You will need
1 medium tuber of yam
Boiled and blended mixed pepper – the volume you need will depend on the size of the yam and how much yam pottage you intend to make
Smoked Fish and Fish stock
Handful of chopped Uziza
1 stalk of Lemon grass
Smoked red prawns
Chopped Kale or Ugu
1. Heat up palm oil in a pot, add chopped onions, pour in the pepper and beef stock. Allow it to fry properly. In this pot, my pepper mix compresses off Tatashe (red bell pepper), rd onion, enough ata rodo (scotch bonnet/habanero pepper) and a little tomatoes. Dooney’s Kitchen Tip: I should probably state here that you may do yam pottage differently, by making it a one pot dish, pouring everything into the pot and letting it cook till it thickens. I do mine slightly differently. I fry the pepper first in Palm oil and make sure it is well fried, as we all know, fried pepper is intensely delicious. I have another recipe for Yam and Plantain Pottage. Click HERE for the recipe
2. Allow the pepper to fry properly till it thickens
3. While the pepper is frying, boil your smoked fish with a little water and a pinch of salt. Dooney’s Kitchen Tip: this is to soften the fish and also generate some fish stock for use.
Now you should have your fish stock and your fried pepper. Lower the heat on both and proceed to peeling the Yam tuber and cut in big enough cubes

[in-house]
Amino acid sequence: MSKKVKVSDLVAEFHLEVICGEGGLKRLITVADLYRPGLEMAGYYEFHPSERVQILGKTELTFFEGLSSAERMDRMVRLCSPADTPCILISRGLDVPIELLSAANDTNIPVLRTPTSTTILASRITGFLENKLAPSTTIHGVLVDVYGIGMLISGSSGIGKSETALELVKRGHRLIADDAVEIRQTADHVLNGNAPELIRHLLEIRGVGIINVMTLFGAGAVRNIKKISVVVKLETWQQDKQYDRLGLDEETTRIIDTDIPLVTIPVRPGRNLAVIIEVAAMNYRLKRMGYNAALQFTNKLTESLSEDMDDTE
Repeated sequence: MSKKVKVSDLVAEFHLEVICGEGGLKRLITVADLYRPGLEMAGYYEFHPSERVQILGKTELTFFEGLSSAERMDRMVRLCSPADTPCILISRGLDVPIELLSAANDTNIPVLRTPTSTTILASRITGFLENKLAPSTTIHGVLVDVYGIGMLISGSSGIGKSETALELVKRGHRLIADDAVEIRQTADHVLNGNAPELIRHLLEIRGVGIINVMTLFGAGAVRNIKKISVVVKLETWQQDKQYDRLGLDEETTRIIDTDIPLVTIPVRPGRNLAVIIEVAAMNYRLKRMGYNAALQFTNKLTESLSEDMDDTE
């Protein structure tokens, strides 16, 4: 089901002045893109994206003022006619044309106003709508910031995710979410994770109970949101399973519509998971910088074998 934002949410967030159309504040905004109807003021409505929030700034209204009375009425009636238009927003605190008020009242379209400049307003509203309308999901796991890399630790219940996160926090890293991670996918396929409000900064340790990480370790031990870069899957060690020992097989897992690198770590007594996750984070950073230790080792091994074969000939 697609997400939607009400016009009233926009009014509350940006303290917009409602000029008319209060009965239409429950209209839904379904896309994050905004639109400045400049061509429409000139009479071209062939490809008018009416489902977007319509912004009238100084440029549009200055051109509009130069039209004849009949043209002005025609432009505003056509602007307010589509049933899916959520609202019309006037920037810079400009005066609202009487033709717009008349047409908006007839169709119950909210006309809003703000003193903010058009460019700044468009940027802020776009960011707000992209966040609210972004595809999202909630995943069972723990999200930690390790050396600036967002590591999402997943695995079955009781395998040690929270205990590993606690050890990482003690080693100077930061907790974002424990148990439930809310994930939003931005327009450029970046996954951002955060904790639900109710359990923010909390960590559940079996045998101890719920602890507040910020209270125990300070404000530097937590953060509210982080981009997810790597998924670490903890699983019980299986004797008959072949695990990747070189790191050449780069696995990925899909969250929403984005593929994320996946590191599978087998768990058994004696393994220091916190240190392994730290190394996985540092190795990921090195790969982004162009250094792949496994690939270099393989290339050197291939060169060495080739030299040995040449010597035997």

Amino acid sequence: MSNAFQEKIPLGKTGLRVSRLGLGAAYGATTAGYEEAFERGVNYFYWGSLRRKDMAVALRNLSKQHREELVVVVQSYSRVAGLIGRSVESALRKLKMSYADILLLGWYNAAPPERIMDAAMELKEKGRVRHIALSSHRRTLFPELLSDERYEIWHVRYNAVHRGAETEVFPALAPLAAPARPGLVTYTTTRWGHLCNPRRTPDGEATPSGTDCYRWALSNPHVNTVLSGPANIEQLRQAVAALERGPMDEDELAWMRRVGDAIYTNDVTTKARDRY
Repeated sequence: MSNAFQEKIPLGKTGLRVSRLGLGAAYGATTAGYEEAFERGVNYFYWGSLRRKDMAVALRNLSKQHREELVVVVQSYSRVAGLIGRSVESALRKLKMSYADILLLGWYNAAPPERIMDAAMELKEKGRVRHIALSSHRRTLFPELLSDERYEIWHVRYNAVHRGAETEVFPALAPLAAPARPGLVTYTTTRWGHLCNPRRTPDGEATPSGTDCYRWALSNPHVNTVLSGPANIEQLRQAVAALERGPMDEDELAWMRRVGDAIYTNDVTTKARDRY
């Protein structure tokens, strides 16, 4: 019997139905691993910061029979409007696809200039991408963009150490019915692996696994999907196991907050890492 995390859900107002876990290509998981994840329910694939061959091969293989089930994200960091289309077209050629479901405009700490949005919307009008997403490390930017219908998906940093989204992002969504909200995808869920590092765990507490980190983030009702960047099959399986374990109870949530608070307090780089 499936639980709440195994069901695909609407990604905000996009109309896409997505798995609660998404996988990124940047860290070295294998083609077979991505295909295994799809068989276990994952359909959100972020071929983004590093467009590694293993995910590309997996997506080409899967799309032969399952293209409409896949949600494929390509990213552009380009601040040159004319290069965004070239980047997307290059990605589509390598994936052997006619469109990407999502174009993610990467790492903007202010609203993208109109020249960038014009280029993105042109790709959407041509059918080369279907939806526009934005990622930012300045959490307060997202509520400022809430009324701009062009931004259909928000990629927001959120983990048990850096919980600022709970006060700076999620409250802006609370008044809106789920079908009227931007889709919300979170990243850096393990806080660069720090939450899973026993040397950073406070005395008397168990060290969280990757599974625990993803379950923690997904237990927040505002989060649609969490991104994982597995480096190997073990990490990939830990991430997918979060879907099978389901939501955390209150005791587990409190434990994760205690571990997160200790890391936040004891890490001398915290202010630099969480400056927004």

4. In one pot, combine the fried pepper, fish stock, smoked red prawns, ground crayfish, cubed yam, salt, adjust for seasoning cubes if needed and enough water to slightly cover the yam, with enough room for the top bits to peek out.
Add the stalk of Lemon grass or Achara and cover the pot
5. Leave it cook and boil. In about 10minutes or under, you will notice that the stock has started to thicken, you should also smell the Lemon grass or Achara.
6. You need to allow the stock to thicken while the yam also cooks through. By the time you can feel the yam softening, using a wooden spoon, break up the big chunks one yam into smaller chunks, while you try to mash some of the smaller chunks to further thicken the stock. Dooney’s Kitchen Tip The more you mash, the thicker it becomes. Personal preference will come into play here. Some like yam pottage really thick and creamy with chunks of yam, others like it watery
7. Once you’ve gotten the consistency that you want, add the smoked fish, more crayfish if you wish, chopped Kale or Ugu, and salt (if needed).
don’t forget the chopped Uziza leaves. if you can’t find Uziza, use Basil instead
Cover the pot and lower the heat, to allow the extra flavours combine beautifully for a few more minutes. 2 – 3 max and that’s your Yam Pottage done. Open the pot and savour the aroma. Just take a few seconds to take it all in. That aroma, I repeat, that aroma. The subtle lemon grass, combining with the smoked fish, uziza and crayfish. A true symphony of Nigerian and Asian flavours, all in one pot. Do yourself even more justice by making this a tad spicy. Oooooooh, wicked, wicked, wicked.
Here’s a shot of the Chunky bit
Here’s the creamy bit
Serve, by sprinkling over the top extra bits of chopped Kale